CA – Death Valley NP – WOWtastic Wildflowers

Who would have thought in an environment receiving on average less than 2″ of rain per year, there would be such spectacular displays of wildflowers. Yes it was the year of the Super Bloom and yes one might expect plentiful Desert Gold which thrives even in years of drought, but I’ve learned finding such diversity was not an anomaly.

Desert 5-Spot (Eremalche rotundifolia).  This is one of the reasons I was in Desert Valley. I’d seen photos of this beauty was hoping for the opportunity to see for myself.

Notch-leaf Phacelia (Phacelia crenulata). I found large groups of these in a few drainages.

Brown-eyed Evening Primrose (Camissonia claviformis)

Golden Evening Primose (Camissonia brevipes).

Gravel Ghost (Atrichoseris platyphylla). These are one of my new favorites. 

Lesser Mojavea (Mohavea breviflora).

Rock Daisy (Perityle emoryi).

Desert Gold (Geraea canescens)

Desert Sand Verbena (Abronia villosa)

Purplemat (Nama demissum).

Date(s) Hiked: February 26, 2016

Road Trip Day(s) #7 out of 88

Jan’s Tips:

  • Stop by the Visitor Center to find the latest wildflower reports. They marked up my map and helped me focus my attention in the right areas. Be sure to mention type of vehicle you’re driving as many roads require 4×4 or high clearance. Grab a copy of their brochure, Wildflowers of Death Valley National Park, to help with plant identification.
  • I found the camping to be a bit challenging. I’m not a desert rat and don’t really like being packed into tight quarters with nearly zero privacy. Dispersed camping is somewhat limited if you don’t have an appropriate vehicle (ask for the map at the Visitor Center). I stayed at Stovepipe Wells CG and learned you can drive to the back of the RV spots for a bit of privacy and protection from the ever present wind.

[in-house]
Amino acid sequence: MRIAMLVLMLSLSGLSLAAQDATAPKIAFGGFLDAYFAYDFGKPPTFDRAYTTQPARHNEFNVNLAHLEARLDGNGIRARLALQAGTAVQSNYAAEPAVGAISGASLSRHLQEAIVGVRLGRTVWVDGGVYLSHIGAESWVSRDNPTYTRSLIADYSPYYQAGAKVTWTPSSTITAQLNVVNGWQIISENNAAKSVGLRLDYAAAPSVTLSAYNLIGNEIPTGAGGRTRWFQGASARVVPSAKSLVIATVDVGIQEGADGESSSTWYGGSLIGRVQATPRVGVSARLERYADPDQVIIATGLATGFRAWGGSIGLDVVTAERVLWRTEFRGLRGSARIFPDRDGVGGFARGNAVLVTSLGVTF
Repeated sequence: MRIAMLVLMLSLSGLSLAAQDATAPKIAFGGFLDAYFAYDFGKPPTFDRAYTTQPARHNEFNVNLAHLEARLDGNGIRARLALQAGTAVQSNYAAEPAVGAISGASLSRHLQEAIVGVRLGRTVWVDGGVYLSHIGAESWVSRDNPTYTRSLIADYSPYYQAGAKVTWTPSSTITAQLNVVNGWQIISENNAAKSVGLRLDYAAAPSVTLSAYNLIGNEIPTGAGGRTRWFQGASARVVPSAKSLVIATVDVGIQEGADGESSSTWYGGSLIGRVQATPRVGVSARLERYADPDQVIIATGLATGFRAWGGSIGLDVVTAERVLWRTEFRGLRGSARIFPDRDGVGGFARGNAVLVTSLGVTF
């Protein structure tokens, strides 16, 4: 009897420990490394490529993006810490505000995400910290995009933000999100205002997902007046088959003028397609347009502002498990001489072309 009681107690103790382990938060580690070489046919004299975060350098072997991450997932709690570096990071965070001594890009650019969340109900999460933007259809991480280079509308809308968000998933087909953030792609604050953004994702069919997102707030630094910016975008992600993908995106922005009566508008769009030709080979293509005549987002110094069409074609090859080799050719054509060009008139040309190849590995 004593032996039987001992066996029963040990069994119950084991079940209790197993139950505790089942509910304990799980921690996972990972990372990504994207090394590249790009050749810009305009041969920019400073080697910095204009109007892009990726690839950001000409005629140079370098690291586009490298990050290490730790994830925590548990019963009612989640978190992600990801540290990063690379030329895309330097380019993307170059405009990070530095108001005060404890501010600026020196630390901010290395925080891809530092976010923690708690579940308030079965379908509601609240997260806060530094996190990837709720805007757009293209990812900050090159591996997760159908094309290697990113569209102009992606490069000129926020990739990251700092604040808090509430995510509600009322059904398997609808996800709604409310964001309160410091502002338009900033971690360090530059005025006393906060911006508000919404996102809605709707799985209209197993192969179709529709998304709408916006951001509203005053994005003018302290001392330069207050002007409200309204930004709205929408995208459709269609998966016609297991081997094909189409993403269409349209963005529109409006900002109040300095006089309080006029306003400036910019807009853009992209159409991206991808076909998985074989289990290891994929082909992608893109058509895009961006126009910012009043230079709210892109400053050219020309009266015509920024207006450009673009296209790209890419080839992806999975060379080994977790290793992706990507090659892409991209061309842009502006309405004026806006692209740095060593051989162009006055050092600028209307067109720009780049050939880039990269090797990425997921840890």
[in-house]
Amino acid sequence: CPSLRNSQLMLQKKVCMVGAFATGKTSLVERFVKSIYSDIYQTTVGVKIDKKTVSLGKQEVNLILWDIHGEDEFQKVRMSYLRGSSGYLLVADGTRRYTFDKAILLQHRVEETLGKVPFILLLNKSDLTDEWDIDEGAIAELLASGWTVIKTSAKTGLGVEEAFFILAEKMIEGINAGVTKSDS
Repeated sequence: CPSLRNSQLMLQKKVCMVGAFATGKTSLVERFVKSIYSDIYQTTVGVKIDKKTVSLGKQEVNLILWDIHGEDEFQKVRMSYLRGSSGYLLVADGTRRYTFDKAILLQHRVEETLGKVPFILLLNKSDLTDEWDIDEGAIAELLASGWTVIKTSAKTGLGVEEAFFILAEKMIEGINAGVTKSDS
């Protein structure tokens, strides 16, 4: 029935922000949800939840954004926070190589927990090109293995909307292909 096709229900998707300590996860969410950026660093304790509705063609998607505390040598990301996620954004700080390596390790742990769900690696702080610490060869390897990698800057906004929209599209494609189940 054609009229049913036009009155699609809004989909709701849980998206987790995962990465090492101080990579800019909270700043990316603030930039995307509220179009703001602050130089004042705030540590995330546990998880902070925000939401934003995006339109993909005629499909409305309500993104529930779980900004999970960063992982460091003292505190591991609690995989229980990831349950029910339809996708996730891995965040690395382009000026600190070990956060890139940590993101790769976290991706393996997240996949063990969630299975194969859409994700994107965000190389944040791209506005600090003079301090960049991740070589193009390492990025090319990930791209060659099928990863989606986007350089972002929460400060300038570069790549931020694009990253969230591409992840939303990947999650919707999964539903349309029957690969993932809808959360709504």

• Fill your tank before entering the Park. It’s a BIG park. There are a couple places in the Park to refuel if necessary, but of course you’ll pay the convenience price.
  • I found the temperatures uncomfortably warm even though it was only late February. Highs during the day were in the high 80’s low 90’s, nighttime temps were in the high 40’s to high 50’s. Shade was a rare commodity. I found myself hanging out at the Visitor Center when I needed a break.
  • The bright bright sun makes lighting extreme for photography. Since this was my first visit to the park I was learning my way around. Next time I’d be out in prime locations at first light.
  • Great information for future planning (Digital-Desert).

    The best time to see a spring floral display is in years when rainfall has been several times the Death Valley annual average of about 1.9 inches. In general, heavy rains in late October with no more rain through the winter months, will not bring out the flowers as well as rains that are evenly-spaced throughout the winter and into the spring.

    Peak Blooming Periods for Death Valley are usually…

    Mid February to Mid April at lower elevations (valley floor and alluvial fans)
    Best Areas: Jubilee Pass, Highway 190 near the Furnace Creek Inn, base of Daylight Pass
    Dominant species: desert star, blazing star, desert gold, mimulus, encelia, poppies, verbena, evening primrose, phacelia, and various species of cacti (usually above the valley floor).

    Early April to Early May at 2,000 to 4,000 ft. elevations
    Best areas: Panamint Mountains
    Dominant species: paintbrush, Mojave desert rue, lupine, Joshua tree, bear poppy, cacti and Panamint daisies.

    Late April to Early June above 4,000 ft. elevations
    Best areas: High Panamints
    Dominant species: Mojave wildrose, rabbitbrush, Panamint daisies, mariposa lilies and lupine.



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